- A personal attack is when someone is forced to take poisons you support and demand are the only treatment in existence. That is a personal attack on everyone that does harm and personal injury. In preventing the dissemination of real information you attack AND harm thousands and deserve any response of words that comes your way as a result. Alphaquad 19:02, 21 March 2007 (UTC)
Let The Readers Decide
Information of trials showing a treatment that produced results that were unachievable with traditional treatment is a threat to your agenda and is a threat to the credibility of the ludicrous medical profession of symptom assassination and its ignorance of proper treatment, nothing more than a cover-up.
You would jump at the chance to present the information if you actually cared about people. Clearly your agenda is more important than the health of others, which fits within the definition of conspiracy to present only your biased position. This is demonstrated by the invention of unwritten guidelines. Such was as length remark in Talk:Anticonvulsant. It does not go unnoticed.
When the written guidelines are not in dispute, you invent unwritten guidelines to fit your agenda of conspiracy to withhold this vital information.
"NPOV says that the article should fairly represent all significant viewpoints that have been published by a verifiable source, and should do so in proportion to the prominence of each."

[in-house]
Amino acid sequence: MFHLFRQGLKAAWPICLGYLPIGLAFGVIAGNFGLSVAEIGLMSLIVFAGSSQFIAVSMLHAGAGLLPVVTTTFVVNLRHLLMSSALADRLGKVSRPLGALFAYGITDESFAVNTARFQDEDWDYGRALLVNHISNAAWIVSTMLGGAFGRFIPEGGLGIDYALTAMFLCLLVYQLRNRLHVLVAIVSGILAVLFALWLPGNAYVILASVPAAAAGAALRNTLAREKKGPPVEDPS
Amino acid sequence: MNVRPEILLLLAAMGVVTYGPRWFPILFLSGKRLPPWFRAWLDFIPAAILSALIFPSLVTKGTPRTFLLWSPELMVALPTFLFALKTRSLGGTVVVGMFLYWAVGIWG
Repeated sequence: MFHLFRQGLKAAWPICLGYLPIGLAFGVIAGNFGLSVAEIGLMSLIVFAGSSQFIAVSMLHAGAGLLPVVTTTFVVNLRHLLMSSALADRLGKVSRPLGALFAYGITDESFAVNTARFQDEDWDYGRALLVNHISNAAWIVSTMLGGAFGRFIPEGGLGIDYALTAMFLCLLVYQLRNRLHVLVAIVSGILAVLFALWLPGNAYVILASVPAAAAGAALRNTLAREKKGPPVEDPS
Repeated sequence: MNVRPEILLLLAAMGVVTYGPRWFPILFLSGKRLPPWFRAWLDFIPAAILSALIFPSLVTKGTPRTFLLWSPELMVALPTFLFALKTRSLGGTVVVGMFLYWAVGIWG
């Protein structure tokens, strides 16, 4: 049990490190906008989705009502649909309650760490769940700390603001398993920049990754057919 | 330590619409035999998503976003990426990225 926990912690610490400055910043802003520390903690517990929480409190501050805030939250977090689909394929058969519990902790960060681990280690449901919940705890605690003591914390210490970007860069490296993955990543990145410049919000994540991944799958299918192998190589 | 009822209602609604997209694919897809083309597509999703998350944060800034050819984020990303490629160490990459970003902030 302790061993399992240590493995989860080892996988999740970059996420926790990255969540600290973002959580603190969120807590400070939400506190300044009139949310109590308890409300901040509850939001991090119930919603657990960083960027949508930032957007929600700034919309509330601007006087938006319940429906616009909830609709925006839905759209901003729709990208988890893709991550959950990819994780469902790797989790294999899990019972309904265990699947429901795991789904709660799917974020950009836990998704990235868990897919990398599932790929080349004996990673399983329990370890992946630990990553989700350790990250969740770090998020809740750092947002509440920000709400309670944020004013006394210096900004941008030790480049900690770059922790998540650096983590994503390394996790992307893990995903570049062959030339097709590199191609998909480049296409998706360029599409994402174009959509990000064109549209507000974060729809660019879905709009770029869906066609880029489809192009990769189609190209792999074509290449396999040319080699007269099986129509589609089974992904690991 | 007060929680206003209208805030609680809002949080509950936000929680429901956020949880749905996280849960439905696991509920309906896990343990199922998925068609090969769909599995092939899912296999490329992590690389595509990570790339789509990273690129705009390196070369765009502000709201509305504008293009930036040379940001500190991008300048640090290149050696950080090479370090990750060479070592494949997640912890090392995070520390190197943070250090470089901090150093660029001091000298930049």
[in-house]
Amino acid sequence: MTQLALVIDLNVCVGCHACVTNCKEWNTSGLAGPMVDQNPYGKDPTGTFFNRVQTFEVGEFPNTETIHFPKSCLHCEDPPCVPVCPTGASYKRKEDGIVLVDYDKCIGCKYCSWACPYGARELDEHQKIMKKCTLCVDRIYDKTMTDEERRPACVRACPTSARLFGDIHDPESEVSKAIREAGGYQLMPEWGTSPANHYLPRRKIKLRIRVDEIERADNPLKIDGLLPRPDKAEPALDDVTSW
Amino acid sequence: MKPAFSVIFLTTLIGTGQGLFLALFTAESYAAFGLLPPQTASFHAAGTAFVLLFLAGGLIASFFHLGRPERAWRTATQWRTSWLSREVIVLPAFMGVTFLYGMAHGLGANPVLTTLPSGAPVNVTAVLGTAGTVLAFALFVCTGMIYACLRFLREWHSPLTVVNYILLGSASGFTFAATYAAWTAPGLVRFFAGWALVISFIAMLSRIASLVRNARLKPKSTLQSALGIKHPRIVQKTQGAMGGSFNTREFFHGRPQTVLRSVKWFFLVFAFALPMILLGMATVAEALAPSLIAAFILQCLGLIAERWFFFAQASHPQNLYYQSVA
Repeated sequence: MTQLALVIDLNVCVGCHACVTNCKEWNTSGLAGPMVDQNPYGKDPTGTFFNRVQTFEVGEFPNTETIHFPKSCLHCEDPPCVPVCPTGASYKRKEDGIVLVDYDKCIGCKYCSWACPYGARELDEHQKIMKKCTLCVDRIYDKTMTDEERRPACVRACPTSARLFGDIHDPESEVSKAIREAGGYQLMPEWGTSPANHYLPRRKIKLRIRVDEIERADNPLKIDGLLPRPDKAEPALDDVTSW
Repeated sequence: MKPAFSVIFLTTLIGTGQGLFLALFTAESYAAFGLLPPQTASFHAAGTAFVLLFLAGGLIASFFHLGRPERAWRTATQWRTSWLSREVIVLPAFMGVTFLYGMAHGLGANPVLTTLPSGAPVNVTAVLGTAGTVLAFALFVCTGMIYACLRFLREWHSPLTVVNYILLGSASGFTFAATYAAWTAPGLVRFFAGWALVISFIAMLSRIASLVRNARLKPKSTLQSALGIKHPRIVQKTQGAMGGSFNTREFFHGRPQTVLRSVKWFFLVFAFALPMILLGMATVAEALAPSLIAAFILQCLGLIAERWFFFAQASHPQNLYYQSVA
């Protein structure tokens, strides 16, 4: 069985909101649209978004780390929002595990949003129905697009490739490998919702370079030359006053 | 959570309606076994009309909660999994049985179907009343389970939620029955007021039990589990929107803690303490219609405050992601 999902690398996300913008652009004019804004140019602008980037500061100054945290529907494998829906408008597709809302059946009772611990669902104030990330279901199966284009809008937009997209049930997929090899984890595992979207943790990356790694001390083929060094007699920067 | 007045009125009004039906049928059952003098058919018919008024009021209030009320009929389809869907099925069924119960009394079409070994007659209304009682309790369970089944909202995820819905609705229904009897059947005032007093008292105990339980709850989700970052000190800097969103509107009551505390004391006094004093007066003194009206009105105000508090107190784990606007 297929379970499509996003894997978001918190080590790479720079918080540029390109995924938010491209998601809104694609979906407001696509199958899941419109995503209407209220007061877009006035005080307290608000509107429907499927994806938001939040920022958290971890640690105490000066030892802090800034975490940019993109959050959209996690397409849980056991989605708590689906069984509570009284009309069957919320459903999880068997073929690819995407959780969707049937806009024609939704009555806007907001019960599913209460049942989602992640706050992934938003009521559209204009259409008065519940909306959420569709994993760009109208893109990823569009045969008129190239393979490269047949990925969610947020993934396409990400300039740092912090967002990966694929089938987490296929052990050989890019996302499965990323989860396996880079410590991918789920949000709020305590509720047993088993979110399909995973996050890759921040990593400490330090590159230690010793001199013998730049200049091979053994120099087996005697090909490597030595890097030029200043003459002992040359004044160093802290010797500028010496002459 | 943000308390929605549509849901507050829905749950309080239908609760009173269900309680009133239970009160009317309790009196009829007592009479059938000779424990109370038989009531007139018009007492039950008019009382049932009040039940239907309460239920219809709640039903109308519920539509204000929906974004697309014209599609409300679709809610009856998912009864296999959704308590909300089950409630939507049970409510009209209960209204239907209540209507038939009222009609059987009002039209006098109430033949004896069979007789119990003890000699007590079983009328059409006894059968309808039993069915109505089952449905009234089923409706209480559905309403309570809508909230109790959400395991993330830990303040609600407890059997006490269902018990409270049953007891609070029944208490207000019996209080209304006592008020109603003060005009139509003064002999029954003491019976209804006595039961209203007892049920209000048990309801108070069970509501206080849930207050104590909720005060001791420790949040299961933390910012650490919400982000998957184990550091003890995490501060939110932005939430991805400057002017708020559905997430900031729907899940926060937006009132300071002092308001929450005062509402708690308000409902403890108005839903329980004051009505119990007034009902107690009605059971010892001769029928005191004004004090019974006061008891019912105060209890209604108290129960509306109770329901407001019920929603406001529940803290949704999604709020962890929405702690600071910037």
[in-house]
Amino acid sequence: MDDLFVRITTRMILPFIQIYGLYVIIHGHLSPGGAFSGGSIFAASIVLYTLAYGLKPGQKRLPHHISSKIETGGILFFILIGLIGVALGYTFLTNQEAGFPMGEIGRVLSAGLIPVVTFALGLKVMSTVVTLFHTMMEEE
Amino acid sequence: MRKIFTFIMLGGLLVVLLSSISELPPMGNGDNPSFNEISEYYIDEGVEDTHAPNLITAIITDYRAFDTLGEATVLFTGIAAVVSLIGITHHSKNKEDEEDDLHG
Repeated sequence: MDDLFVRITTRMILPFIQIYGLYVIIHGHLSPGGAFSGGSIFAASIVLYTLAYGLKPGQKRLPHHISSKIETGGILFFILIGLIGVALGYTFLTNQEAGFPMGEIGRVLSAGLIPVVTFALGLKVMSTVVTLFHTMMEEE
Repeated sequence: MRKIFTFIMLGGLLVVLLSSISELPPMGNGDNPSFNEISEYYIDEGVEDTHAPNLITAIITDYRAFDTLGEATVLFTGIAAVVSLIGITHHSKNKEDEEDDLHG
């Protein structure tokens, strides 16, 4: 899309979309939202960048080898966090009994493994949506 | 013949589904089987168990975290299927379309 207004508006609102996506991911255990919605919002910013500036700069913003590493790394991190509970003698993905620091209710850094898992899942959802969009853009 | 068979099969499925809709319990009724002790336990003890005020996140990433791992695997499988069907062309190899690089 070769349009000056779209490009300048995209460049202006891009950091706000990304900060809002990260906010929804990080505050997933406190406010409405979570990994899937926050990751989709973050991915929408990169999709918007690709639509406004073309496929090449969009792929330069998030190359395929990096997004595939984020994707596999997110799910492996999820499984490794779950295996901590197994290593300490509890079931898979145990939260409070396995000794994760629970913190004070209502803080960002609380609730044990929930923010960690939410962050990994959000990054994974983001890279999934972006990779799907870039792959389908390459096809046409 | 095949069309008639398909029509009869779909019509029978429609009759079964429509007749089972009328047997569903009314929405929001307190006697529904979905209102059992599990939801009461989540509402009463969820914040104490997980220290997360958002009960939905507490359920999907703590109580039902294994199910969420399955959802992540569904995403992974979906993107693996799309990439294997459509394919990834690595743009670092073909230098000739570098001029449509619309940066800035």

Federation Proceedings is not only a significant viewpoint but also references more than a single trial. If you actually read it, in an unbiased fashion, you might see that. It is not of only 5 children as suggested.
The unprofitable drugs of traditional medicine, is connected to trials far older than 50 years. The suggestion that "it may make some seizure types worse..." is only another invented opinion presented to validate your weak and limited position, has no basis in fact and is without reference. Clearly more drivel contrary to guidelines. You harp about guidelines but cannot adhere to them.
Deletion of the entry "Federation Proceedings" is in conflict with the WP:NPOV#Undue weight of the Seizure article. The real undue weight is on the part of presenting only what you want to see.
Calling you on your act of conspiracy is not a personal attack but a description of your biased behavior.
The verifiable info is here for readers to be the judge since you continue to block its proper use in the article to fit an agenda.
Jean P. Davis M.D., and H.H. Ramsey, M.D.
The demonstration of anticonvulsant activity of the tetrahydrocannabinol (THC) cogeners by laboratory tests (Loewe and Goodman, Federation Proc. 6:352, 1947) prompted clinical trial in five institutionalized epileptic children. All of them had symptomatic grand mal epilepsy with retardation; three has cerebral palsy in addition. EEG tracings were grossly abnormal in the entire group; three has focal seizure activity. Their attacks had been inadequately controlled on 0.13 gm. of Phenobarbital daily, combined with 0.3 gm. of Dilantin per day in two of the patients, and in a third, with 0.2 gm. of Mesantoin daily.